After hailing the New England Patriots as “total winners” for coming out on top in last night’s Super Bowl, Donald Trump got back to the business of calling the polls showing him to be speaking for the majority, “fake news.” Perhaps he was feeling the sting from last night’s Super Bowl message of diversity.
On the other hand, as NBC News’ Bradd Jaffy pointed out, CNN (“which,” he says, “Trump never watches”) had just commented on his “new low approval numbers”:
6:30am: CNN (which Trump never watches) reports new low approval numbers
7:01am: Trump tweets polls are “fake news”https://t.co/lzFObEN8Wg
— Bradd Jaffy (@BraddJaffy) February 6, 2017
Trump tweeted his outraged response:
Any negative polls are fake news, just like the CNN, ABC, NBC polls in the election. Sorry, people want border security and extreme vetting.
— Donald J. Trump (@realDonaldTrump) February 6, 2017
Notice he included just about everybody but the Trump-compliant Fox News network and CBS, which instantly makes CBS suspect (but let’s not let him divide us!).
CNN’s Brian Stelter was dismayed, as he revealed in his tweet:
I honestly thought this tweet was from a Trump parody account the first time I saw it. https://t.co/Ijhw9Toy2u
— Brian Stelter (@brianstelter) February 6, 2017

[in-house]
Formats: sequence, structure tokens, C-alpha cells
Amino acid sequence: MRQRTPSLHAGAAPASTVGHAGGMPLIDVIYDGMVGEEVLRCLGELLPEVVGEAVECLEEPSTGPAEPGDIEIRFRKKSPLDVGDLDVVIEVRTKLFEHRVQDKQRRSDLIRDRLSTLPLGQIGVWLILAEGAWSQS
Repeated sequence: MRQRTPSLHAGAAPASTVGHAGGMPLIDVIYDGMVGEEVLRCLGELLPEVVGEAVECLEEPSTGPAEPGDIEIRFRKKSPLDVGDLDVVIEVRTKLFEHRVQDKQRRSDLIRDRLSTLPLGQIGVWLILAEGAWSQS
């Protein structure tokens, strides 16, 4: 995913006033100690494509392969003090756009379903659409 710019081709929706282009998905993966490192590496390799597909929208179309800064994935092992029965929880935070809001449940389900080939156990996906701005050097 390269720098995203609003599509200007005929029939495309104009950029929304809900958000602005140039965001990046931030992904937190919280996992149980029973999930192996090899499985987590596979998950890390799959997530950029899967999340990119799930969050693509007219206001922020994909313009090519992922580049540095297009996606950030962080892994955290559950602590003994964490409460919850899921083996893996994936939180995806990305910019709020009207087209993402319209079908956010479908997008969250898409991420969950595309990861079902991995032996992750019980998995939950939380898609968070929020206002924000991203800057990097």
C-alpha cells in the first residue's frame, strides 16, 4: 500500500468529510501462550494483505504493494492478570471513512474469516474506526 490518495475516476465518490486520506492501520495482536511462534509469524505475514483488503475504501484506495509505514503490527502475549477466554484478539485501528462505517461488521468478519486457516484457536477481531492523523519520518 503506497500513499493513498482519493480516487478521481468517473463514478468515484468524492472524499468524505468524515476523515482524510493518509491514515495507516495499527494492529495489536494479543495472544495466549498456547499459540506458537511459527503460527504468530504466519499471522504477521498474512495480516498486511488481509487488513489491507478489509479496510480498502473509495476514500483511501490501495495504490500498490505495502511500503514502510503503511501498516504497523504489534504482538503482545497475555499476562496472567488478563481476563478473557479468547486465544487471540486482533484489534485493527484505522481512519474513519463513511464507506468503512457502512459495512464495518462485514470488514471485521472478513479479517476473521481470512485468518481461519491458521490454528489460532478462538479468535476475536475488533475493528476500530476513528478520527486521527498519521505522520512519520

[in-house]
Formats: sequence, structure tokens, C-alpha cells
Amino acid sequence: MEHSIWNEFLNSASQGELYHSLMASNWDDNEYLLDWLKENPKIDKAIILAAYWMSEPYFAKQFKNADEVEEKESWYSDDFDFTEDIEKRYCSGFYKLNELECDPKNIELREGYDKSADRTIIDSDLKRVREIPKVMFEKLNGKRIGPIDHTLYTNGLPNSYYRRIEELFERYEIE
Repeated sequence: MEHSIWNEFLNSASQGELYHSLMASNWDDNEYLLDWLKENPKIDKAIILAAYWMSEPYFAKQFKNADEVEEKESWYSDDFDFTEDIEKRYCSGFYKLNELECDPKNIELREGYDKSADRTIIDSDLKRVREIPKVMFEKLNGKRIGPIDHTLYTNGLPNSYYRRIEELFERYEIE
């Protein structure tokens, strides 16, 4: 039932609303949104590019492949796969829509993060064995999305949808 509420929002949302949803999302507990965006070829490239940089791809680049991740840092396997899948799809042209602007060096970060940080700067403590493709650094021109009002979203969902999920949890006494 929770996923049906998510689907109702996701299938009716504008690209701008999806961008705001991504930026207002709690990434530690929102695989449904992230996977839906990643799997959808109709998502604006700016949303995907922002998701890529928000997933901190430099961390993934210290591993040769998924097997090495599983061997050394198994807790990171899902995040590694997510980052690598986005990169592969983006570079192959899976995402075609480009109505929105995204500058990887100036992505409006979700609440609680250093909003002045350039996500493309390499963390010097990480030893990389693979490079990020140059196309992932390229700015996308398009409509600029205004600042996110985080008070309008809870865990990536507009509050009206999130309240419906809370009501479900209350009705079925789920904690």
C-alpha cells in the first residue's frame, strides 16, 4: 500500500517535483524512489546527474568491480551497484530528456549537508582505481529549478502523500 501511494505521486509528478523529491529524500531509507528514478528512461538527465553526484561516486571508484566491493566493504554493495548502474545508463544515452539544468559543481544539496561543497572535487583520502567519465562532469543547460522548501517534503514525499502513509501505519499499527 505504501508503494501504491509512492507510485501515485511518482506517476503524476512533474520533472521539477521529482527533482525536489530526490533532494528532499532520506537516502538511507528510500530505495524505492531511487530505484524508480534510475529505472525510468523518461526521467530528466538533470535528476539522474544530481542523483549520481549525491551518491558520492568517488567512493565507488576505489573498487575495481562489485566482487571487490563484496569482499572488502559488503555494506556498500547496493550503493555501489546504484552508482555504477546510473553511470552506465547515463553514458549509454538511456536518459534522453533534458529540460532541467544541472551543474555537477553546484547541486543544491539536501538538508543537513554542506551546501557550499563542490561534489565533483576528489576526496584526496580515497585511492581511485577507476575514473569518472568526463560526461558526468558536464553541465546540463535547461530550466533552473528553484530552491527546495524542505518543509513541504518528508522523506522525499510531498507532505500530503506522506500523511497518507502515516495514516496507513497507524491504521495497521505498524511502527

NPR White House correspondent Tamara Keith observed that, in fact and contrary to Trump’s claim,
“In the end, the national polls were surprisingly on-target with the popular vote. (But of course, popular vote doesn’t determine president).”
And Bradd Jaffy helpfully added that “NBC/WSJ poll had HRC +4, she finished +2. NBC/WSJ poll shows Trump with historically low ratings.”
Meanwhile, not just Americans on the street oppose Trump’s immigration exclusivity. Some Ninety-seven companies, including Apple, Facebook, Uber, Google, Intel, Snap, and Netflix, have filed a legal brief against Trump’s Muslim ban.
The United States of America, of course, already has “extreme vetting” and no one from any of the countries in Trump’s ban have ever engaged in a terrorist attack in the United States.
Corporations point to the importance of immigrants to our economy and society, to the much-needed (and soon to be diminished) pool of trained people capable of performing needed jobs in a high-tech marketplace.
Americans don’t want people demonized on account of their religion and they don’t want walls. They want inclusion, not exclusion, and Donald Trump, who has fallen victim to his own rhetoric of hate and division, is reaping what he has sown.